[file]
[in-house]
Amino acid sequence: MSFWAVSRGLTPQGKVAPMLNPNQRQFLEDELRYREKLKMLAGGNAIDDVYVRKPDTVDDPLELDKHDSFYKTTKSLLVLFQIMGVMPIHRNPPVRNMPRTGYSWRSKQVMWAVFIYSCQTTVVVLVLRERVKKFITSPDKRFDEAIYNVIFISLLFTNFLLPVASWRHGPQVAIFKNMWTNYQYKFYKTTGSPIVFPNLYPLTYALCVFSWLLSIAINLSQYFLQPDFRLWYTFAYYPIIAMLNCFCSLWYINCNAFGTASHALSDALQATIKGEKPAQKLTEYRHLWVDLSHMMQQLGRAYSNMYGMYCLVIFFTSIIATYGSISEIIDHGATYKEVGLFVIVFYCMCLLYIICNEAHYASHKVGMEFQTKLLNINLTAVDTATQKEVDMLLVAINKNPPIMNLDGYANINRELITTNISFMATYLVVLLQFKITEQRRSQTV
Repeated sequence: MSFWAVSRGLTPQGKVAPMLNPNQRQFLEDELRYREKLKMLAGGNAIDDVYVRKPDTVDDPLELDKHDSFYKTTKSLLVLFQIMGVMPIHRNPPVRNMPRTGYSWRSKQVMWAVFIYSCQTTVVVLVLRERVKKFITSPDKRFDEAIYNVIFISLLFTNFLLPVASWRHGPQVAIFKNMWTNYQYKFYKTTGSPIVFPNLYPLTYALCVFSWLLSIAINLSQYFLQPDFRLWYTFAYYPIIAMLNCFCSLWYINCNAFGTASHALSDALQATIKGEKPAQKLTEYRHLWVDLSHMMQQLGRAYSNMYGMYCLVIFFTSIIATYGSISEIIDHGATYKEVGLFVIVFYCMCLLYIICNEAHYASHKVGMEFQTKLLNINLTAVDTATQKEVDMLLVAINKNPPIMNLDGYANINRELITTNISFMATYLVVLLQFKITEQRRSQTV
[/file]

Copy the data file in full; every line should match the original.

[in-house]
Amino acid sequence: MSFWAVSRGLTPQGKVAPMLNPNQRQFLEDELRYREKLKMLAGGNAIDDVYVRKPDTVDDPLELDKHDSFYKTTKSLLVLFQIMGVMPIHRNPPVRNMPRTGYSWRSKQVMWAVFIYSCQTTVVVLVLRERVKKFITSPDKRFDEAIYNVIFISLLFTNFLLPVASWRHGPQVAIFKNMWTNYQYKFYKTTGSPIVFPNLYPLTYALCVFSWLLSIAINLSQYFLQPDFRLWYTFAYYPIIAMLNCFCSLWYINCNAFGTASHALSDALQATIKGEKPAQKLTEYRHLWVDLSHMMQQLGRAYSNMYGMYCLVIFFTSIIATYGSISEIIDHGATYKEVGLFVIVFYCMCLLYIICNEAHYASHKVGMEFQTKLLNINLTAVDTATQKEVDMLLVAINKNPPIMNLDGYANINRELITTNISFMATYLVVLLQFKITEQRRSQTV
Repeated sequence: MSFWAVSRGLTPQGKVAPMLNPNQRQFLEDELRYREKLKMLAGGNAIDDVYVRKPDTVDDPLELDKHDSFYKTTKSLLVLFQIMGVMPIHRNPPVRNMPRTGYSWRSKQVMWAVFIYSCQTTVVVLVLRERVKKFITSPDKRFDEAIYNVIFISLLFTNFLLPVASWRHGPQVAIFKNMWTNYQYKFYKTTGSPIVFPNLYPLTYALCVFSWLLSIAINLSQYFLQPDFRLWYTFAYYPIIAMLNCFCSLWYINCNAFGTASHALSDALQATIKGEKPAQKLTEYRHLWVDLSHMMQQLGRAYSNMYGMYCLVIFFTSIIATYGSISEIIDHGATYKEVGLFVIVFYCMCLLYIICNEAHYASHKVGMEFQTKLLNINLTAVDTATQKEVDMLLVAINKNPPIMNLDGYANINRELITTNISFMATYLVVLLQFKITEQRRSQTV